Want to read Slashdot from your mobile device? Point it at m.slashdot.org and keep reading!


Forgot your password?

Bluetooth 4.0 To Reach Devices In Fourth Quarter 103

angry tapir writes "The Bluetooth 4.0 wireless specification could start to appear in devices such as headsets, smartphones and PCs by the fourth quarter, said the Bluetooth Special Interest Group. The new specification will be able to be used in lower-power devices than previous versions of the technology, including watches, pedometers, smart meters and other gadgets that run on coin-cell batteries."
This discussion has been archived. No new comments can be posted.

Bluetooth 4.0 To Reach Devices In Fourth Quarter

Comments Filter:
  • by maxwell demon ( 590494 ) on Thursday March 04, 2010 @09:33AM (#31357174) Journal

    What's so bad about IR? I mean, except for the fact that most companies make remote controls which have to be held in a very narrow angle towards the device. But that's not a problem of IR per se; my first TV had an IR remote control where I wouldn't even have to point it vaguely in the direction of the TV.

  • by Vanderhoth ( 1582661 ) on Thursday March 04, 2010 @09:36AM (#31357204)

    As the following post to yours points out. PS3 controllers are Bluetooth enabled.

    That being said, I know if my PS3 is not actually off when I press the PS button on the controller to turn it on. It goes into standby. Of course my TV goes into a standby mode too, so in theory I could have a similar setup for a TV remote.

  • by Anonymous Coward on Thursday March 04, 2010 @09:41AM (#31357238)
    I once posted about that (Not in Slashdot) and someone told me it wouldn't be feasible, because of the time it takes to do the pairing and because you'd have to have a constant link between the devices, even if the TV is off (because you wouldn't be able to turn it on). Please, someone with more knowledge, enlighten us.

    The PS3 does use Bluetooth for its remote control, and it's a point of contention among a lot of people. It absolutely has its pluses, but it does have some minuses, too. For instance, it sucks batteries dry. For most remotes in my house, I need to change the batteries every 3 or 4 years. For my PS3 remote, I'm changing them about once a year (sure, it's only a couple of bucks, but it's still kind of a pain).

    What I want to know is why are so many people adamant about wanting Bluetooth for remotes when plain old RF remotes would work fine? Bluetooth is essentially RF with an encryption layer on top of it (which is why you need to pair devices). Do you really need your remote control signals to be encrypted?!?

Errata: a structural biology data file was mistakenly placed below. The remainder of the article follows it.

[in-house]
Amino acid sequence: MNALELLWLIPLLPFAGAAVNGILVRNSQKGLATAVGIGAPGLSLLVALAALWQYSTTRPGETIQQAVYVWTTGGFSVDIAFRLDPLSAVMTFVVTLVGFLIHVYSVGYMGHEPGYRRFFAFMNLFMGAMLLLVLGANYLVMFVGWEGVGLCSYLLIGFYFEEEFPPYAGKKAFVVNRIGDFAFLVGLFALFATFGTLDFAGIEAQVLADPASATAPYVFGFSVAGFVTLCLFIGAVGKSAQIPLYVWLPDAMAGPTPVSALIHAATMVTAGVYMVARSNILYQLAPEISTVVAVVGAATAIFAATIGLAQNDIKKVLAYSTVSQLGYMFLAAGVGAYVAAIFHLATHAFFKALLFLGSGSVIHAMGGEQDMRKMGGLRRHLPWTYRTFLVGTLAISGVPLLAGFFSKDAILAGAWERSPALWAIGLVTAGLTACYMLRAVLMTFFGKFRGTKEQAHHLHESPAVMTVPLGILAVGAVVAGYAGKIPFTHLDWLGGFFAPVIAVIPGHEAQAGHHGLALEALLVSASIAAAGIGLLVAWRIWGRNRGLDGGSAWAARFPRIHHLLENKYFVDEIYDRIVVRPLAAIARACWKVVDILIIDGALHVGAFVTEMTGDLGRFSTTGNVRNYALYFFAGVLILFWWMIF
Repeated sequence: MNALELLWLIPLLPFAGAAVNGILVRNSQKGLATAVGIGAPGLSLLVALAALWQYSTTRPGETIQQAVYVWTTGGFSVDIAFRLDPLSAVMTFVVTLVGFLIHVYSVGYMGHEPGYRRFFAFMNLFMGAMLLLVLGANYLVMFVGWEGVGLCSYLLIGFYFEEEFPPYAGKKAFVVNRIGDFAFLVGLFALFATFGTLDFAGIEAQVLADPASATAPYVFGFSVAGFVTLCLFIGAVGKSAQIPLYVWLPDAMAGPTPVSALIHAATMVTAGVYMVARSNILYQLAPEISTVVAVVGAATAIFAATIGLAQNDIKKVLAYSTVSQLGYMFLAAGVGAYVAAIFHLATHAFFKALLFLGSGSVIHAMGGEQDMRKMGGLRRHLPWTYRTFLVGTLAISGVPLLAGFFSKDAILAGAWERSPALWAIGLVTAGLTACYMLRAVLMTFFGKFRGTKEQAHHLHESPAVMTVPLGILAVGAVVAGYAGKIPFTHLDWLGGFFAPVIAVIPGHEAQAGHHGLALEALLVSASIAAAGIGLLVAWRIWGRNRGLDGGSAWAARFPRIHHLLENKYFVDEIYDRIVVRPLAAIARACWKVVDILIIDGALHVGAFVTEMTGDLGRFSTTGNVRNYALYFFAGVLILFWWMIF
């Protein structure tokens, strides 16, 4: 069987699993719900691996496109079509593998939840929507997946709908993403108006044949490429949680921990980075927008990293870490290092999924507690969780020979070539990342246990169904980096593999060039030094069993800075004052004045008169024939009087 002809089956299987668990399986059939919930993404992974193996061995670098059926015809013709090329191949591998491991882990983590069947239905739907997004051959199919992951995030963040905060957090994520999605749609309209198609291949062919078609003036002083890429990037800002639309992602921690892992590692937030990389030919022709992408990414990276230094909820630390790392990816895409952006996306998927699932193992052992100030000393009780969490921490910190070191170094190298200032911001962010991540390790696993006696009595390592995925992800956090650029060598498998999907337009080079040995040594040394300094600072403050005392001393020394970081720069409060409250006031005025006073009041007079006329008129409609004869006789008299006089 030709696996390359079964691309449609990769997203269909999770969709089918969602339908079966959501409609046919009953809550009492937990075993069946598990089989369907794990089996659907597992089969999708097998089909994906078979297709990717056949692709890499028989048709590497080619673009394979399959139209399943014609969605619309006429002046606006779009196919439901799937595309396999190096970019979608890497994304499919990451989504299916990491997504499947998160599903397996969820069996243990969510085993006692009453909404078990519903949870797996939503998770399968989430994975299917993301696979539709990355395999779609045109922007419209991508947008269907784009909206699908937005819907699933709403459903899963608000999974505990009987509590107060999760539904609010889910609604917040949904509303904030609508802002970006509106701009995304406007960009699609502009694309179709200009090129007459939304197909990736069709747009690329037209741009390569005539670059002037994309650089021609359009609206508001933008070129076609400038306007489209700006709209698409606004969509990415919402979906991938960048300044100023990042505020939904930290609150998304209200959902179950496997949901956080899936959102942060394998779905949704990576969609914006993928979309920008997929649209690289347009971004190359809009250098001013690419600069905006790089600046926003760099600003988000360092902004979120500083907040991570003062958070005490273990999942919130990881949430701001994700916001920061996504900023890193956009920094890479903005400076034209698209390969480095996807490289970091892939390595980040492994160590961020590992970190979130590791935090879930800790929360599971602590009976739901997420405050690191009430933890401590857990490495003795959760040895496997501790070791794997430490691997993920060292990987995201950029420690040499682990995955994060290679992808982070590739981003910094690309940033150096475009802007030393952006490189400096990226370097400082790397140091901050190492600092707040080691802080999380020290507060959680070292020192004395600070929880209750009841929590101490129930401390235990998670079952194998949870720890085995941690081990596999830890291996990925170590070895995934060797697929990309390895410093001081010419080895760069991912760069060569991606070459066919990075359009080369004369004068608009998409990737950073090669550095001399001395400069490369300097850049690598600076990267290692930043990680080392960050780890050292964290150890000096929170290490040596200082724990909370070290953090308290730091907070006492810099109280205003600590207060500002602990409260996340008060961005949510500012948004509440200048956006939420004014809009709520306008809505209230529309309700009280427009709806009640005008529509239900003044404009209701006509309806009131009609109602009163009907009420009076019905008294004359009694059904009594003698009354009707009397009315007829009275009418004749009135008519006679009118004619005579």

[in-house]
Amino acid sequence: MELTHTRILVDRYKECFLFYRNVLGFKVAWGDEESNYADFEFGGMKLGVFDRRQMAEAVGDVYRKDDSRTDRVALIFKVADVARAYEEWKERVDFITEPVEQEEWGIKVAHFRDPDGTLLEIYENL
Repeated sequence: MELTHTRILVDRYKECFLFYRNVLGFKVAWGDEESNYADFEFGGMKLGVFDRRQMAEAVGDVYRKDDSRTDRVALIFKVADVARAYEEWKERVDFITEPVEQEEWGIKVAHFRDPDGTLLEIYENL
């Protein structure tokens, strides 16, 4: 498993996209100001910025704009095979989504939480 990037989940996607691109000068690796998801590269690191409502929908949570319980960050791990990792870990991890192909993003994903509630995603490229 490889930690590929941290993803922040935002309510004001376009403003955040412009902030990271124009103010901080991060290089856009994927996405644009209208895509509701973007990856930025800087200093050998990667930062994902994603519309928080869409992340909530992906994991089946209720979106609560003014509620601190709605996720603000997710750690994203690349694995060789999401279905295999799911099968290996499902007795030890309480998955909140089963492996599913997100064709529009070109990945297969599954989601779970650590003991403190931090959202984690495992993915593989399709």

• same ol' bt audio (Score:4, Informative)

    by distantbody ( 852269 ) on Thursday March 04, 2010 @09:41AM (#31357240) Journal
    They need to improve the music streaming. Currently its decompress the audio > real time lossy recompression with worse codec > transmit and then finally decompress. It's less than ideal for audio quality and battery life. I think data transmission over te skin would be good for the task. My ears get warm and tender after 10 minutes from using a bt headset anyway, maybe I'm just allergic to it...
  • by ircmaxell ( 1117387 ) on Thursday March 04, 2010 @09:52AM (#31357356) Homepage
    Well, what would be cool is if the spec allowed for dynamically powered devices. So the device would constantly modulate the power output to keep it just high enough to maintain connection. So if the default output is 2.5 mW (the actual output for a class 2 device), it could scale that back to save on power. So if the connected device is close enough, it could run at 0.25 mW as long as the connection is maintained. This would only work well if the modulation circuit was fast enough (otherwise if you increased the power needed faster than it could respond it would simply lose connection).

    There are 2 main reasons (as far as I can see) that bluetooth will always use more power than IR. First, is that turning electrical impulses to IR is a lot more efficient (using a LED) than turning electrical impulses into a EMF via an antenna (2.4 ghz has a wavelength of 12.5 cm. So the antenna needs to be either a 1/4 wavelength or a folded design to fit in a portable device). Second, is that unlike IR, bluetooth has frequency hopping built right in. So bluetooth has to have an extra layer of active processing to watch for interference on a channel, and jump to another one (this happens at around 1.6khz)... IR takes no measures against interference. Get someone with a common TV remote (assuming same frequency band) and they can disrupt your IR communication. So the power usage is definitely a tradeoff...

The shortest distance between two points is under construction. -- Noelie Alito